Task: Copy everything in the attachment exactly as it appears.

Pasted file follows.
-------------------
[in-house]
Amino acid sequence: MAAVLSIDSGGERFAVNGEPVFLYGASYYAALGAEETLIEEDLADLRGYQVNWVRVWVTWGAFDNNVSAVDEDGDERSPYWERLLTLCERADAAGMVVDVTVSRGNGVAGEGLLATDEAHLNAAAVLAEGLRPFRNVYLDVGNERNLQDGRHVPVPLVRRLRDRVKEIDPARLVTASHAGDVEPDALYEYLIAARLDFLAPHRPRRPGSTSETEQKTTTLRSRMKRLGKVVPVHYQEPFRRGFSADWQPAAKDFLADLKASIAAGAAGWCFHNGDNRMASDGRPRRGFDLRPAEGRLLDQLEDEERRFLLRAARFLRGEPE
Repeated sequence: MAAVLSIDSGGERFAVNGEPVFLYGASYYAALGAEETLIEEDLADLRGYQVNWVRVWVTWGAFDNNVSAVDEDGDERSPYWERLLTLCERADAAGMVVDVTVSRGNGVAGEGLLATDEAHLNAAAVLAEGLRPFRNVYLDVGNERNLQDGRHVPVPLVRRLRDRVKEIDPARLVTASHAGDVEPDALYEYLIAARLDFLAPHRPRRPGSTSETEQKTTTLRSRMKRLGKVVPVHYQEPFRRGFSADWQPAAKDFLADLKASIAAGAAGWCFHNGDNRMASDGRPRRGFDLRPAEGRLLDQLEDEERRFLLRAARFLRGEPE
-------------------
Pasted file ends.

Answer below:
[in-house]
Amino acid sequence: MAAVLSIDSGGERFAVNGEPVFLYGASYYAALGAEETLIEEDLADLRGYQVNWVRVWVTWGAFDNNVSAVDEDGDERSPYWERLLTLCERADAAGMVVDVTVSRGNGVAGEGLLATDEAHLNAAAVLAEGLRPFRNVYLDVGNERNLQDGRHVPVPLVRRLRDRVKEIDPARLVTASHAGDVEPDALYEYLIAARLDFLAPHRPRRPGSTSETEQKTTTLRSRMKRLGKVVPVHYQEPFRRGFSADWQPAAKDFLADLKASIAAGAAGWCFHNGDNRMASDGRPRRGFDLRPAEGRLLDQLEDEERRFLLRAARFLRGEPE
Repeated sequence: MAAVLSIDSGGERFAVNGEPVFLYGASYYAALGAEETLIEEDLADLRGYQVNWVRVWVTWGAFDNNVSAVDEDGDERSPYWERLLTLCERADAAGMVVDVTVSRGNGVAGEGLLATDEAHLNAAAVLAEGLRPFRNVYLDVGNERNLQDGRHVPVPLVRRLRDRVKEIDPARLVTASHAGDVEPDALYEYLIAARLDFLAPHRPRRPGSTSETEQKTTTLRSRMKRLGKVVPVHYQEPFRRGFSADWQPAAKDFLADLKASIAAGAAGWCFHNGDNRMASDGRPRRGFDLRPAEGRLLDQLEDEERRFLLRAARFLRGEPE